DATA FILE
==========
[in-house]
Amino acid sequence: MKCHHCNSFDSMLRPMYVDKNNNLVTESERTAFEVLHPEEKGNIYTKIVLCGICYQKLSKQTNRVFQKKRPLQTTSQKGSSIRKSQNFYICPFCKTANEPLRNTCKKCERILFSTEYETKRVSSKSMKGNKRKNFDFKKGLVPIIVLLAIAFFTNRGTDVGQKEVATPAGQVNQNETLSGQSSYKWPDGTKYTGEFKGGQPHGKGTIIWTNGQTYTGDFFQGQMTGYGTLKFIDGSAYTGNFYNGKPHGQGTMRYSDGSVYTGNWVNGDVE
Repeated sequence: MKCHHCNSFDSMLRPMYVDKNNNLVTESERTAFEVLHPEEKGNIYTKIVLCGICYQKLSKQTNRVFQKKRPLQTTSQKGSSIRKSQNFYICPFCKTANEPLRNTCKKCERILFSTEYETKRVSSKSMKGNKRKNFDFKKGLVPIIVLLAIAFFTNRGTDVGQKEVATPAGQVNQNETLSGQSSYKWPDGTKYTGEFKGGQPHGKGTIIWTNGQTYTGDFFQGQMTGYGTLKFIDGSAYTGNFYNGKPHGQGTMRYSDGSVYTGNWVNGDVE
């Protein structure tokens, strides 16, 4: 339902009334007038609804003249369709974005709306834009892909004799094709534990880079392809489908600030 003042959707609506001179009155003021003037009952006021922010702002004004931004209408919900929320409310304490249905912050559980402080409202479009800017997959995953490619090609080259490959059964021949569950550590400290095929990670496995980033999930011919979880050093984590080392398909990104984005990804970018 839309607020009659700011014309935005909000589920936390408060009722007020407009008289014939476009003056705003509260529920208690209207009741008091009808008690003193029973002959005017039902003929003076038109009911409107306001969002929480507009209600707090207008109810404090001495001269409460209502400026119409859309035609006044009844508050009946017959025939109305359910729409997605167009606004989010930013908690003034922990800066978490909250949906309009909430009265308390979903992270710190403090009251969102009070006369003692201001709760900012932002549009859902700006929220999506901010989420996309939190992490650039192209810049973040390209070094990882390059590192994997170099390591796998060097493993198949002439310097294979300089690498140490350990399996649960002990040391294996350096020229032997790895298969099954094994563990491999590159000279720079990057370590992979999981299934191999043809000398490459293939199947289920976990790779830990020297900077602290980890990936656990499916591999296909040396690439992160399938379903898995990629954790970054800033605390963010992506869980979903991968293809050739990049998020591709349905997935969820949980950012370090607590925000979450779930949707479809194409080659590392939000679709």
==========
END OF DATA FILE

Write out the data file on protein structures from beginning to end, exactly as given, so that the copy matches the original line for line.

[in-house]
Amino acid sequence: MKCHHCNSFDSMLRPMYVDKNNNLVTESERTAFEVLHPEEKGNIYTKIVLCGICYQKLSKQTNRVFQKKRPLQTTSQKGSSIRKSQNFYICPFCKTANEPLRNTCKKCERILFSTEYETKRVSSKSMKGNKRKNFDFKKGLVPIIVLLAIAFFTNRGTDVGQKEVATPAGQVNQNETLSGQSSYKWPDGTKYTGEFKGGQPHGKGTIIWTNGQTYTGDFFQGQMTGYGTLKFIDGSAYTGNFYNGKPHGQGTMRYSDGSVYTGNWVNGDVE
Repeated sequence: MKCHHCNSFDSMLRPMYVDKNNNLVTESERTAFEVLHPEEKGNIYTKIVLCGICYQKLSKQTNRVFQKKRPLQTTSQKGSSIRKSQNFYICPFCKTANEPLRNTCKKCERILFSTEYETKRVSSKSMKGNKRKNFDFKKGLVPIIVLLAIAFFTNRGTDVGQKEVATPAGQVNQNETLSGQSSYKWPDGTKYTGEFKGGQPHGKGTIIWTNGQTYTGDFFQGQMTGYGTLKFIDGSAYTGNFYNGKPHGQGTMRYSDGSVYTGNWVNGDVE
């Protein structure tokens, strides 16, 4: 339902009334007038609804003249369709974005709306834009892909004799094709534990880079392809489908600030 003042959707609506001179009155003021003037009952006021922010702002004004931004209408919900929320409310304490249905912050559980402080409202479009800017997959995953490619090609080259490959059964021949569950550590400290095929990670496995980033999930011919979880050093984590080392398909990104984005990804970018 839309607020009659700011014309935005909000589920936390408060009722007020407009008289014939476009003056705003509260529920208690209207009741008091009808008690003193029973002959005017039902003929003076038109009911409107306001969002929480507009209600707090207008109810404090001495001269409460209502400026119409859309035609006044009844508050009946017959025939109305359910729409997605167009606004989010930013908690003034922990800066978490909250949906309009909430009265308390979903992270710190403090009251969102009070006369003692201001709760900012932002549009859902700006929220999506901010989420996309939190992490650039192209810049973040390209070094990882390059590192994997170099390591796998060097493993198949002439310097294979300089690498140490350990399996649960002990040391294996350096020229032997790895298969099954094994563990491999590159000279720079990057370590992979999981299934191999043809000398490459293939199947289920976990790779830990020297900077602290980890990936656990499916591999296909040396690439992160399938379903898995990629954790970054800033605390963010992506869980979903991968293809050739990049998020591709349905997935969820949980950012370090607590925000979450779930949707479809194409080659590392939000679709």